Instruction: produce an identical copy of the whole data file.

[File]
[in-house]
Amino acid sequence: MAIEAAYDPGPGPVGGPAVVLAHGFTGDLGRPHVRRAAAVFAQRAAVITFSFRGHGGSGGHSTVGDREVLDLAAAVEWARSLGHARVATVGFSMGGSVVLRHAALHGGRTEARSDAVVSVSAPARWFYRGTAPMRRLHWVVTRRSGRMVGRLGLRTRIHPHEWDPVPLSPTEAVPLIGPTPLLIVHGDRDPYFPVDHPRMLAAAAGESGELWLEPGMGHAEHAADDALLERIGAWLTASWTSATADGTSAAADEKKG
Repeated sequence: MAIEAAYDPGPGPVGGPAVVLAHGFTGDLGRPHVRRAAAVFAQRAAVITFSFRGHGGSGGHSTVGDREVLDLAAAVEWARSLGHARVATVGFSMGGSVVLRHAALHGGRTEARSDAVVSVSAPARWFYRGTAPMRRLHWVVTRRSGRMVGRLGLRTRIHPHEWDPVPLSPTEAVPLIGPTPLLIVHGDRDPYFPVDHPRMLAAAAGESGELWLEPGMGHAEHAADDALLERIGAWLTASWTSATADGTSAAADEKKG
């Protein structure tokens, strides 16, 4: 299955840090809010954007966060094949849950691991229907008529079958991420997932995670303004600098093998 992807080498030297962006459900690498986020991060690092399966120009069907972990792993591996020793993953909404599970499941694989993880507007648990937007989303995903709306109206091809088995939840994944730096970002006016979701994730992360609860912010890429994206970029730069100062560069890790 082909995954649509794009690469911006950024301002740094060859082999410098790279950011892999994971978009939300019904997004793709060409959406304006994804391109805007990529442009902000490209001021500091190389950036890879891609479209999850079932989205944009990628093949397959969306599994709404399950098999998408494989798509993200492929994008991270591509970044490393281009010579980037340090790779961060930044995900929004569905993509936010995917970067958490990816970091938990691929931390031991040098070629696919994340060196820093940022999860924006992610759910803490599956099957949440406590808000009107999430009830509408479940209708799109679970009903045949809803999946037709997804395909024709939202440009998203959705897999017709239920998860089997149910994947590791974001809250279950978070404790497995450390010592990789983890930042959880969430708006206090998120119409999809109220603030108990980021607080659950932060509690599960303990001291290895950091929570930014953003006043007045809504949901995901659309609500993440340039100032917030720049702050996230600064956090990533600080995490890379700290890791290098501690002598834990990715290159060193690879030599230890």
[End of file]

[in-house]
Amino acid sequence: MAIEAAYDPGPGPVGGPAVVLAHGFTGDLGRPHVRRAAAVFAQRAAVITFSFRGHGGSGGHSTVGDREVLDLAAAVEWARSLGHARVATVGFSMGGSVVLRHAALHGGRTEARSDAVVSVSAPARWFYRGTAPMRRLHWVVTRRSGRMVGRLGLRTRIHPHEWDPVPLSPTEAVPLIGPTPLLIVHGDRDPYFPVDHPRMLAAAAGESGELWLEPGMGHAEHAADDALLERIGAWLTASWTSATADGTSAAADEKKG
Repeated sequence: MAIEAAYDPGPGPVGGPAVVLAHGFTGDLGRPHVRRAAAVFAQRAAVITFSFRGHGGSGGHSTVGDREVLDLAAAVEWARSLGHARVATVGFSMGGSVVLRHAALHGGRTEARSDAVVSVSAPARWFYRGTAPMRRLHWVVTRRSGRMVGRLGLRTRIHPHEWDPVPLSPTEAVPLIGPTPLLIVHGDRDPYFPVDHPRMLAAAAGESGELWLEPGMGHAEHAADDALLERIGAWLTASWTSATADGTSAAADEKKG
């Protein structure tokens, strides 16, 4: 299955840090809010954007966060094949849950691991229907008529079958991420997932995670303004600098093998 992807080498030297962006459900690498986020991060690092399966120009069907972990792993591996020793993953909404599970499941694989993880507007648990937007989303995903709306109206091809088995939840994944730096970002006016979701994730992360609860912010890429994206970029730069100062560069890790 082909995954649509794009690469911006950024301002740094060859082999410098790279950011892999994971978009939300019904997004793709060409959406304006994804391109805007990529442009902000490209001021500091190389950036890879891609479209999850079932989205944009990628093949397959969306599994709404399950098999998408494989798509993200492929994008991270591509970044490393281009010579980037340090790779961060930044995900929004569905993509936010995917970067958490990816970091938990691929931390031991040098070629696919994340060196820093940022999860924006992610759910803490599956099957949440406590808000009107999430009830509408479940209708799109679970009903045949809803999946037709997804395909024709939202440009998203959705897999017709239920998860089997149910994947590791974001809250279950978070404790497995450390010592990789983890930042959880969430708006206090998120119409999809109220603030108990980021607080659950932060509690599960303990001291290895950091929570930014953003006043007045809504949901995901659309609500993440340039100032917030720049702050996230600064956090990533600080995490890379700290890791290098501690002598834990990715290159060193690879030599230890």